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Zimbabwe May Further Restrict Press Freedom - 2003-10-16


Zimbabwe's President Robert Mugabe has signed into law amendments to the country's controversial press law, which many people expect to further restrict press freedom.

The amendments, approved during the weekend, include a clause that is expected to make it easier for the government to prosecute journalists accused of publishing falsehoods.

The Zimbabwe Supreme Court struck down the original clause on falsehoods, saying the law was too broad. The amendments specify that a journalist can be prosecuted only if he or she knew the information was false.

That restricts the government's ability to use the law against reporters, but experts say it also removes a basis for journalists to appeal convictions, and so could actually strengthen the law.

Harare lawyer Jacob Mafema said the changes are designed to ensure that the state gets a conviction. "The amendments are minor. The amendments were made to correct errors that had emanated in the act because it was hurriedly introduced in parliament," he said. "What it actually does is that it tightens the loose ends where there could have risen possibilities to challenge the act now it will become more difficult, it simply tightens the old act."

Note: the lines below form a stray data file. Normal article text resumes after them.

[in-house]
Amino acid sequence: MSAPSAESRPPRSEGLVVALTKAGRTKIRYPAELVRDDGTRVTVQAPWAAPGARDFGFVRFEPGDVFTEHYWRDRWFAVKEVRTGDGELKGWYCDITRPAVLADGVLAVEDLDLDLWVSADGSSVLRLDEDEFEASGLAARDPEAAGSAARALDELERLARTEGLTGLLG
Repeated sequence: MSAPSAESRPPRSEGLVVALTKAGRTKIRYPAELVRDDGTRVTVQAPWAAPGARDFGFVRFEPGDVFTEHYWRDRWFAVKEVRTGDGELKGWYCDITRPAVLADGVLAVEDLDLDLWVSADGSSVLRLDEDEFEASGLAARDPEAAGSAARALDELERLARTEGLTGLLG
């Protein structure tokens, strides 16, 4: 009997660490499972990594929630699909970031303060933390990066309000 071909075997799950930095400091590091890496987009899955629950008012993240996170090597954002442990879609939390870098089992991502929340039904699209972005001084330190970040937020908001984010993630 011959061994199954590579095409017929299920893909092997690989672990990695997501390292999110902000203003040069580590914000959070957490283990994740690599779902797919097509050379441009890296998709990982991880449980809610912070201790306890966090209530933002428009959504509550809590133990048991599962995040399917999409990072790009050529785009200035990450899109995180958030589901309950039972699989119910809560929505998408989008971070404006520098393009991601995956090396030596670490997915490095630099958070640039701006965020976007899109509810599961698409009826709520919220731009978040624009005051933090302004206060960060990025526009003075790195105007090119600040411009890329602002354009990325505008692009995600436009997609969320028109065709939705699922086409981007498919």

The penalty for publishing a falsehood is a fine and up to two years in prison.

President Mugabe signed the Access to Information and Protection of Privacy Act into law after his controversial re-election in March 2002. Among other things, the act requires media organizations and journalists to register with a government-appointed commission. Since its enactment, scores of journalists have been arrested for a variety of offenses, but no one has been convicted.

The biggest casualty of the act is Zimbabwe's only independent daily, The Daily News. Its publisher refused to register under the new law and the newspaper was forced to close in September after the Supreme Court ruled that it was operating illegally and police confiscated some of its equipment.

The publishers of the newspaper later applied for registration, but the commission rejected the request. The Supreme Court has refused to hear a complaint from The Daily News about the constitutionality of the press law until it is registered. The registration issue is being considered by a lower court.

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